A limitation of the exposure assessment method is that we assessed only outdoor concentrations, not taking into account factors related to infiltration of outdoor air pollution into the home, such as air exchange rate. Further, no information was available about the work address. However, approximately 85% of the population had no paid job at baseline. In addition, we had no information about the time participants spent at home or about the time commuting in traffic. The resulting misclassification is, however, likely to be nondifferential.
In a reanalysis of 2 US cohort studies on mortality and long-term exposure to air pollution, higher air pollution effect estimates for lung cancer mortality were found in subjects without high school education.23 We did not find higher effect estimates among subjects with low educational level.
We did find that effect estimates for air pollution and traffic intensity tended to be higher for subjects with low fruit consumption compared with subjects who had medium and high fruit consumption. Such results have not been reported before. Evidence of elevated effect estimates was also found for all-cause mortality among subjects with low fruit consumption.27 Fruit consumption has been consistently inversely associated with lung cancer incidence, with the highest risks for the lowest quintile of fruit consumption.28,29 One explanation is that diet is a source of antioxidants that may protect against oxidative stress.29 It is thought that one of the potential mechanisms of effect of air pollution is also through oxidative stress. Hence, low fruit consumption may be associated with a low protection against oxidative stress effects of air pollution.29
In addition to smoking, occupational exposure to carcinogens, diet and radon exposure are the main determinants of lung cancer. Information about radon exposure was not available in our study. However, only a small percentage of the annual lung cancer cases can be attributed to radon exposure in the Netherlands, and it is principally smokers who are at risk.30 Information about occupational exposure to carcinogens and about diet were available for the case-cohort dataset, but not for the full cohort dataset. Sensitivity analyses showed, however, that results of case-cohort analyses adjusted for the limited confounder model as used in the full cohort analyses are comparable with the case-cohort results adjusted for the complete confounder model including occupational exposure and diet. This suggests that occupational exposure and diet probably did not confound the association between air pollution and lung cancer in our study.
We previously presented results for the association between lung cancer mortality and air pollution in this same population.10 In the full cohort dataset, the adjusted risk estimate for lung cancer mortality for the overall black smoke concentration (period 1987–1996) was 1.03 (0.88–1.20) and the adjusted RR for the traffic intensity on the nearest road was 1.07 (0.96–1.19). Among never smokers, RRs for lung cancer mortality were 1.48 (0.97–2.25) for black smoke overall; 1.15 (0.92–1.46) for the traffic intensity on the nearest road; 1.44 (0.86–2.42) for living near a major road; and 1.36 (0.96–1.93) for the traffic intensity in a 100 m buffer. Effect estimates for lung cancer mortality and lung cancer incidence were thus comparable, which is in agreement with the short time between diagnosis of lung cancer and death from lung cancer (on average 0.9 year [SD 1.0] in our study).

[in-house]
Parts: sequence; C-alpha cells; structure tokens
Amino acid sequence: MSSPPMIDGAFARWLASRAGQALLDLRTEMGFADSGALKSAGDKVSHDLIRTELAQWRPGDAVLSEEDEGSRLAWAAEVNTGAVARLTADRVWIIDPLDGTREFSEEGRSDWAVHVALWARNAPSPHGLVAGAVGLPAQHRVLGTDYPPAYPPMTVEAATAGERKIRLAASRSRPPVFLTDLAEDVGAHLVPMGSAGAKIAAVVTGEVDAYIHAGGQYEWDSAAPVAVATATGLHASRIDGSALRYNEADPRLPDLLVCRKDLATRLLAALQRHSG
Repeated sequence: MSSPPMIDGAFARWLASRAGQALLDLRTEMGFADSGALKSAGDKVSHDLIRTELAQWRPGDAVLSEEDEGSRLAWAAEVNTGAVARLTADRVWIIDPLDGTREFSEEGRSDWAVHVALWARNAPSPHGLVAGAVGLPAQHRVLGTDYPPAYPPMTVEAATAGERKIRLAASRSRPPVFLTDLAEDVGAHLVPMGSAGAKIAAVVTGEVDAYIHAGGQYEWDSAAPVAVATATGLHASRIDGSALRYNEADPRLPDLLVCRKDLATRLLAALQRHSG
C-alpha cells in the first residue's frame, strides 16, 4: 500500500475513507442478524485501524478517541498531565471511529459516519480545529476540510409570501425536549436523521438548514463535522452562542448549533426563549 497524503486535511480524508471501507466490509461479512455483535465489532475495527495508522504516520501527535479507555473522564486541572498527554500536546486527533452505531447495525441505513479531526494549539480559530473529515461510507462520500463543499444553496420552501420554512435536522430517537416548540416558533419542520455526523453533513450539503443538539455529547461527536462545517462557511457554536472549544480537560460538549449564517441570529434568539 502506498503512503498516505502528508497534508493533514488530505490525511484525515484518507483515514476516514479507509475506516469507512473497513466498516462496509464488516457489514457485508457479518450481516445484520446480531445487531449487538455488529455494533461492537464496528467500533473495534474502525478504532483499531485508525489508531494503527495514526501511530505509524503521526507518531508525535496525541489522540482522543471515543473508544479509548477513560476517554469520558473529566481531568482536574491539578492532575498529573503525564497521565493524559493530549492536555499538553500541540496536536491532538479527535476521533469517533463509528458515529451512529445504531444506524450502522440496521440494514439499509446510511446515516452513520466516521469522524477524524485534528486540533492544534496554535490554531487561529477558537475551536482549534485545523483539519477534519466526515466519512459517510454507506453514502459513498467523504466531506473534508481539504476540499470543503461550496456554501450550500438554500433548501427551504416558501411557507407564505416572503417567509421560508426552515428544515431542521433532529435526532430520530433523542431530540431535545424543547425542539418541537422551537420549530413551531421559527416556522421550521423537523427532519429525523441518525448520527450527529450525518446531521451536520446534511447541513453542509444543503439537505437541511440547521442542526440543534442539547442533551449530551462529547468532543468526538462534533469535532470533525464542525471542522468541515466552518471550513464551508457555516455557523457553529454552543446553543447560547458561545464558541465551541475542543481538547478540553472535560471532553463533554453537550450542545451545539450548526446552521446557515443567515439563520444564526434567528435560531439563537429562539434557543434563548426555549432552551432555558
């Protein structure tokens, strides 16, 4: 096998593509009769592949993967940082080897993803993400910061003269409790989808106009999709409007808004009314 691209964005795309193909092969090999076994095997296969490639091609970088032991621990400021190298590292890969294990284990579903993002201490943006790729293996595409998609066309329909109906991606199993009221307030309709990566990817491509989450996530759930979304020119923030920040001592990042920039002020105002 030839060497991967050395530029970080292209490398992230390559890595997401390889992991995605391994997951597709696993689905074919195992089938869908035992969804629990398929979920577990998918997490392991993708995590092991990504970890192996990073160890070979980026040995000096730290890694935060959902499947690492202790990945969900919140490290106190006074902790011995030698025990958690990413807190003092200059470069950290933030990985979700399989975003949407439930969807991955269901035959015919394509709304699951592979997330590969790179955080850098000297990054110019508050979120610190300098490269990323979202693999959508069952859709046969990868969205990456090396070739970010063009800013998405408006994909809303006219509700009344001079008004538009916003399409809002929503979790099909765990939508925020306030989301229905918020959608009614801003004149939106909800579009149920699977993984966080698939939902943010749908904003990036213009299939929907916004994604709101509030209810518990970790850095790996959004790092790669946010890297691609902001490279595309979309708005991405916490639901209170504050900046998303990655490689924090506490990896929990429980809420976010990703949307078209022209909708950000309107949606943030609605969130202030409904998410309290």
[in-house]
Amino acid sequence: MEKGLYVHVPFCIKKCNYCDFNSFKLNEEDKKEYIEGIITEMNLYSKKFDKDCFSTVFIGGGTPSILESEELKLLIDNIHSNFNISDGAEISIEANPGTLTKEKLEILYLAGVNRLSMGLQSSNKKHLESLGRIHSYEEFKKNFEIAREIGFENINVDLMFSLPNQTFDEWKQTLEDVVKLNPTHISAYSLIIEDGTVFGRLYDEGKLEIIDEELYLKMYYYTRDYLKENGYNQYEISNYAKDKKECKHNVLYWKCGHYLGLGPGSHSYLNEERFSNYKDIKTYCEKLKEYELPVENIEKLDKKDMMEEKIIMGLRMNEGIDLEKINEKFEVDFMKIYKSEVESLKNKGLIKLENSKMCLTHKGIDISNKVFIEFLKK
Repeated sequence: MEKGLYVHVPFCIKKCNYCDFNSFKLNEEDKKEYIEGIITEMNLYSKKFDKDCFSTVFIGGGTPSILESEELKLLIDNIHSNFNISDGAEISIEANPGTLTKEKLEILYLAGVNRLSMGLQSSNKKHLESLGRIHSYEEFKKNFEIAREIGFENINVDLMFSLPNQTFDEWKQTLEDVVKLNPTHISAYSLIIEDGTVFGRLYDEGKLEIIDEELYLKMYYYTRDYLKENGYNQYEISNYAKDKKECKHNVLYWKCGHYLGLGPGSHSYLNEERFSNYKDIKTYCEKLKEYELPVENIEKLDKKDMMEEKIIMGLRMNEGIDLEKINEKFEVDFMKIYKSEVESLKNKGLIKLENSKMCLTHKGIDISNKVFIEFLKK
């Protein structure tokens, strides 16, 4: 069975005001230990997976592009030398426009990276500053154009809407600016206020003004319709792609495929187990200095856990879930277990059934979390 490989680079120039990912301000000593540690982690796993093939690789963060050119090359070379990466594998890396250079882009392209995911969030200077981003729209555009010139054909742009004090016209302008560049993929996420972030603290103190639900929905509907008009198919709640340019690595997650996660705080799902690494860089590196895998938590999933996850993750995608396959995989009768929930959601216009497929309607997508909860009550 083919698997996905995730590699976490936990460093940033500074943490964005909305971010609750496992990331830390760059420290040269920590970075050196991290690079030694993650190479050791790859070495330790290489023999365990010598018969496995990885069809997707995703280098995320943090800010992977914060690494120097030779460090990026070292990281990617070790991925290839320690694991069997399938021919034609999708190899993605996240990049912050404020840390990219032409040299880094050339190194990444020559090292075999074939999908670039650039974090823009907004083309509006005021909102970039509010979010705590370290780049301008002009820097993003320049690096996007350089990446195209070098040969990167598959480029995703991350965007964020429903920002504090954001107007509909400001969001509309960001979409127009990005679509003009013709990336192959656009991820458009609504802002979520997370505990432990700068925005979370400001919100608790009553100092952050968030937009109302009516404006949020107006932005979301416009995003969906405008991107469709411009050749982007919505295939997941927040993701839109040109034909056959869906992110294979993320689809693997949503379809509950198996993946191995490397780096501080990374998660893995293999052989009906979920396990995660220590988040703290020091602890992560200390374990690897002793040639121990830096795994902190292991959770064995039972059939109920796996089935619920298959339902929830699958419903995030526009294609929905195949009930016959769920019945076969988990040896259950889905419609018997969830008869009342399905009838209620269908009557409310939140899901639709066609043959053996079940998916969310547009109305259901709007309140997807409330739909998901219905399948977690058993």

In conclusion, we found evidence for an association between black smoke and lung cancer incidence in people who had never smoked cigarettes. Exposure to traffic was also associated with borderline elevated risks among this group. No clear associations were found for the full cohort or other smoking categories.
The authors are indebted to the participants of this study and further thank the cancer registries and the Netherlands nationwide registry of pathology. They also thank S. van de Crommert, H. Brants, J. Nelissen, C. de Zwart, W. van Dijk, M. Moll, A. Pisters, M. Jansen, H. van Montfort, T. van Moergastel, L. van den Bosch, and R. Schmeitz (Maastricht University/TNO) for assistance, Carla van Wiechen (National Institute of Public Health and the Environment) for advice on geographic information system calculations, and the National Institute of Public Health and the Environment for providing air pollution data monitored by the National Air Quality Monitoring Network in the Netherlands.